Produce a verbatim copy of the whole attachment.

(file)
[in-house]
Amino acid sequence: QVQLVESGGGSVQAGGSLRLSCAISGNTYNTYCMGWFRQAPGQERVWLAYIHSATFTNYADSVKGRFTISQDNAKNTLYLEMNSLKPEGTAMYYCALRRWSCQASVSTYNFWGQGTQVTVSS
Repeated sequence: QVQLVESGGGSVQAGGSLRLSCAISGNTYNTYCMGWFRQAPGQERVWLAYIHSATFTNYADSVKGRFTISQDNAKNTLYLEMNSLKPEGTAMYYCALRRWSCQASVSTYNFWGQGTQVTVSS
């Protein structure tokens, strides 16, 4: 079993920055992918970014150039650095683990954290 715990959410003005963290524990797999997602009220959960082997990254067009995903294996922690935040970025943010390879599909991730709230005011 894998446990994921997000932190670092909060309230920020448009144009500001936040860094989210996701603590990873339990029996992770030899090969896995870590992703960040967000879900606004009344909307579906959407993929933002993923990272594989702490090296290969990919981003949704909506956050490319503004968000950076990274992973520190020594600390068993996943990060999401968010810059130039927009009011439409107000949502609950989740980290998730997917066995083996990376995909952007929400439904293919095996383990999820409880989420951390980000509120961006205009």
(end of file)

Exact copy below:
[in-house]
Amino acid sequence: QVQLVESGGGSVQAGGSLRLSCAISGNTYNTYCMGWFRQAPGQERVWLAYIHSATFTNYADSVKGRFTISQDNAKNTLYLEMNSLKPEGTAMYYCALRRWSCQASVSTYNFWGQGTQVTVSS
Repeated sequence: QVQLVESGGGSVQAGGSLRLSCAISGNTYNTYCMGWFRQAPGQERVWLAYIHSATFTNYADSVKGRFTISQDNAKNTLYLEMNSLKPEGTAMYYCALRRWSCQASVSTYNFWGQGTQVTVSS
């Protein structure tokens, strides 16, 4: 079993920055992918970014150039650095683990954290 715990959410003005963290524990797999997602009220959960082997990254067009995903294996922690935040970025943010390879599909991730709230005011 894998446990994921997000932190670092909060309230920020448009144009500001936040860094989210996701603590990873339990029996992770030899090969896995870590992703960040967000879900606004009344909307579906959407993929933002993923990272594989702490090296290969990919981003949704909506956050490319503004968000950076990274992973520190020594600390068993996943990060999401968010810059130039927009009011439409107000949502609950989740980290998730997917066995083996990376995909952007929400439904293919095996383990999820409880989420951390980000509120961006205009």